Gailardia

Gailardia yellow mesa gailardia
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blanket flower
Herbaceous perennial
Asteraceae
Garden origin
3 to 10
2.00 to 3.00 feet
1.00 to 2.00 feet
Full sun
Dry to medium
Low
Annual, Naturalize
Showy
Birds, Butterflies
Rabbit, Drought, Dry Soil
June to September
Yellow, orange, red with maroon to orange banding at petal bases


Short-lived perennial that is winter hardy to USDA Zones 3-10. Easily grown in average, medium, well-drained soils in full sun. Prefers moist, organically rich soils that drain well but tolerates some dry soils. Performs poorly in unamended heavy clay Missouri soils, however. Many hybrid cultivars may be grown from seed. For those that can, sow seed directly in the garden after last frost date or start seed indoors 4-6 weeks earlier. Set seedlings out after last frost date. Space plants 12-18” apart depending on size. Deadheading spent flowers is not necessary but will tidy the planting and may encourage additional bloom. If flowering declines in summer, consider cutting back plants to encourage a fall bloom. Seed strains will self-seed in optimum growing conditions if flowers are not deadheaded.
This short-lived perennial gaillardia is a tetraploid hybrid resulting from a cross between a 3’ tall perennial gaillardia (G. aristata) and a 2’ tall annual gaillardia (G. pulchella). It arguably inherited its perennial habit from the former and its long flowering period and rapid growth rate from the latter. Typically grows 2-3’ tall on upright stems that are mostly leafless at the top. Features daisy-like flowers (3-4” diameter) in a wide variety of color arrangements, but usually featuring yellow to orange to red rays with maroon to orange banding at the petal bases and dark burgundy center disks. Double-flowered forms and dwarf selections are also available. Blooms late spring to fall. Lance-shaped gray-green leaves (to 3-6” long). Flowers are attractive to butterflies. In areas where goldfinches are present, gardeners should consider leaving some spent flowerheads for the birds. Gaillardia is sometimes commonly called blanket flower in probable reference to the resemblance of its rich and warm flower colors and patterns to blankets woven by Native Americans. However, some authorities suggest that the name blanket flower was originally in reference to the habit of wild species plants to form colonies which blanketed the ground.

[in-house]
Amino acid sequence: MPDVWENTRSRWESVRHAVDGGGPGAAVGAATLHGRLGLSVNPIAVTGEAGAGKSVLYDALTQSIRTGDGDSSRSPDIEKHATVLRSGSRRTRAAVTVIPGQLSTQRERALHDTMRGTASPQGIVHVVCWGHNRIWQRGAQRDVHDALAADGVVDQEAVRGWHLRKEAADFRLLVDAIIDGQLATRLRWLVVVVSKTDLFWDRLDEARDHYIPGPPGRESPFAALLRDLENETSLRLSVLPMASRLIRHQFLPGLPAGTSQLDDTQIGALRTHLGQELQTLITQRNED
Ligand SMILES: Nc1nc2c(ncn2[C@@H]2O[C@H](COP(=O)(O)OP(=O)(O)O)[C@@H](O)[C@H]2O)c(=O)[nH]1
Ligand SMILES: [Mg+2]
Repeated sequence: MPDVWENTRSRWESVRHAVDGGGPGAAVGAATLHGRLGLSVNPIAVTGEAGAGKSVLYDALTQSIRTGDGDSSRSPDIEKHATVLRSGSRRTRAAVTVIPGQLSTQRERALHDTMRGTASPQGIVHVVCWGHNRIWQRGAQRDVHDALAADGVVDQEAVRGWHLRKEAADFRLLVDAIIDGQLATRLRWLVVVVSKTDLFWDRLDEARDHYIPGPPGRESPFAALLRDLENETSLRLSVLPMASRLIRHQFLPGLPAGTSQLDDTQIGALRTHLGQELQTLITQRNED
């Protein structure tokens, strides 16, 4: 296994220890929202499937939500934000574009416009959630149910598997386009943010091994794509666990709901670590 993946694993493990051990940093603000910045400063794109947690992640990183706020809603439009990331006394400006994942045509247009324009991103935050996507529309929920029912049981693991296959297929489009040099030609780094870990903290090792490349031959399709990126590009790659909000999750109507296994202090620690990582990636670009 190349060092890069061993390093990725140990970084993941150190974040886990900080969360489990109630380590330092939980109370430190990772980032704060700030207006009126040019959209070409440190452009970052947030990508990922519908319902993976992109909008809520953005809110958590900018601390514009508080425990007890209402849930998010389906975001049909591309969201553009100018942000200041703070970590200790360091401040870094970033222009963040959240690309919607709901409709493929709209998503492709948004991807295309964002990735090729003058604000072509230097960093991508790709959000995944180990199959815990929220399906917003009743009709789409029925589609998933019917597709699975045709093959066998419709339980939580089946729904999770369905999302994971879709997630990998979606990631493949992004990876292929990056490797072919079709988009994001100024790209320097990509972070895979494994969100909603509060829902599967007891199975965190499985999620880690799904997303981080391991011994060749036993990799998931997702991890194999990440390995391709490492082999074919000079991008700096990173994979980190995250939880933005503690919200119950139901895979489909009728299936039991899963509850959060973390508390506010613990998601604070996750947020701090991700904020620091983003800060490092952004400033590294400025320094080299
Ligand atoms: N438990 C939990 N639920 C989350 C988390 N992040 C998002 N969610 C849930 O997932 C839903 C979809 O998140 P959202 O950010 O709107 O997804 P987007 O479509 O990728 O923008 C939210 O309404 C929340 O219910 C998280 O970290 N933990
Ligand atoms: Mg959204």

Information on this page is from Missouri Botanical Gardens. or
Dave’s Garden

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